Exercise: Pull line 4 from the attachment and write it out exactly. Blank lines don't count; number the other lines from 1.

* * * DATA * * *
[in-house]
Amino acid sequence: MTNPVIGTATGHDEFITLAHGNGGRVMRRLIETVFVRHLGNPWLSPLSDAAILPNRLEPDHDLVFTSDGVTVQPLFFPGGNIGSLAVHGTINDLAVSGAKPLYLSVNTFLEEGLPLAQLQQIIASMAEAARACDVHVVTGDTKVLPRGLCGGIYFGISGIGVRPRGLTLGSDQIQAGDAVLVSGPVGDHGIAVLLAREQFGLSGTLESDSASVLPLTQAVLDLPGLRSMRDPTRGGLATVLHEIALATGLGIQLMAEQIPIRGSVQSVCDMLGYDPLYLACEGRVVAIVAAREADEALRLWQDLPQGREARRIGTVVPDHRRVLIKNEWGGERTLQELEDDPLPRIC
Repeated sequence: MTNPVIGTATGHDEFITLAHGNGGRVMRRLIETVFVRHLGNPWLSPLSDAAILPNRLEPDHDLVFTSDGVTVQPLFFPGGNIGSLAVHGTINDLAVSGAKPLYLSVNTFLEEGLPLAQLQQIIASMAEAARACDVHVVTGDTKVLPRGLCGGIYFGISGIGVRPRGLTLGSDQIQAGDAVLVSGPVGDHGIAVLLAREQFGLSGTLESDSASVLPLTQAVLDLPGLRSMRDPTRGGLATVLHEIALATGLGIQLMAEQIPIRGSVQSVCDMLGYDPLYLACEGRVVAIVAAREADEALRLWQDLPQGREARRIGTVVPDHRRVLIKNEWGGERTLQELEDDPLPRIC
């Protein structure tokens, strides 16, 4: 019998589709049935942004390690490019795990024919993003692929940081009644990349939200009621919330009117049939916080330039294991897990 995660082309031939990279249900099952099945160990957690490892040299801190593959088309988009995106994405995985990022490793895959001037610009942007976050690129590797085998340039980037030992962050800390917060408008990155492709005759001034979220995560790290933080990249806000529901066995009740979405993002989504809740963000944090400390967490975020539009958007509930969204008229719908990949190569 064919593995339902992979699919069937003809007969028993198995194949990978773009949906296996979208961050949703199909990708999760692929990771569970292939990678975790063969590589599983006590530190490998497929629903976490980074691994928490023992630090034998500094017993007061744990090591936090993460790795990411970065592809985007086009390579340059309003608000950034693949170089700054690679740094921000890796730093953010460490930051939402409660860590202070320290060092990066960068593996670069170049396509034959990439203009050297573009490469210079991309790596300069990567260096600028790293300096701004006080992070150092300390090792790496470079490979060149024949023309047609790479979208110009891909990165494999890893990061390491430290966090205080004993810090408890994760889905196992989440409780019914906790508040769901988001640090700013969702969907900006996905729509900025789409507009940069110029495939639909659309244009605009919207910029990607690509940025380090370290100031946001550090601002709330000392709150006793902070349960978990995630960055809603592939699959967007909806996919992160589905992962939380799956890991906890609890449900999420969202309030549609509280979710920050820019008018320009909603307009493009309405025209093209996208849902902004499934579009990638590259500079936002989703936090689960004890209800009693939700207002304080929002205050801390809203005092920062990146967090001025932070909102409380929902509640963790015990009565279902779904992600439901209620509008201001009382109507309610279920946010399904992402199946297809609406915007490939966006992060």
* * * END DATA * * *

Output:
């Protein structure tokens, strides 16, 4: 019998589709049935942004390690490019795990024919993003692929940081009644990349939200009621919330009117049939916080330039294991897990 995660082309031939990279249900099952099945160990957690490892040299801190593959088309988009995106994405995985990022490793895959001037610009942007976050690129590797085998340039980037030992962050800390917060408008990155492709005759001034979220995560790290933080990249806000529901066995009740979405993002989504809740963000944090400390967490975020539009958007509930969204008229719908990949190569 064919593995339902992979699919069937003809007969028993198995194949990978773009949906296996979208961050949703199909990708999760692929990771569970292939990678975790063969590589599983006590530190490998497929629903976490980074691994928490023992630090034998500094017993007061744990090591936090993460790795990411970065592809985007086009390579340059309003608000950034693949170089700054690679740094921000890796730093953010460490930051939402409660860590202070320290060092990066960068593996670069170049396509034959990439203009050297573009490469210079991309790596300069990567260096600028790293300096701004006080992070150092300390090792790496470079490979060149024949023309047609790479979208110009891909990165494999890893990061390491430290966090205080004993810090408890994760889905196992989440409780019914906790508040769901988001640090700013969702969907900006996905729509900025789409507009940069110029495939639909659309244009605009919207910029990607690509940025380090370290100031946001550090601002709330000392709150006793902070349960978990995630960055809603592939699959967007909806996919992160589905992962939380799956890991906890609890449900999420969202309030549609509280979710920050820019008018320009909603307009493009309405025209093209996208849902902004499934579009990638590259500079936002989703936090689960004890209800009693939700207002304080929002205050801390809203005092920062990146967090001025932070909102409380929902509640963790015990009565279902779904992600439901209620509008201001009382109507309610279920946010399904992402199946297809609406915007490939966006992060």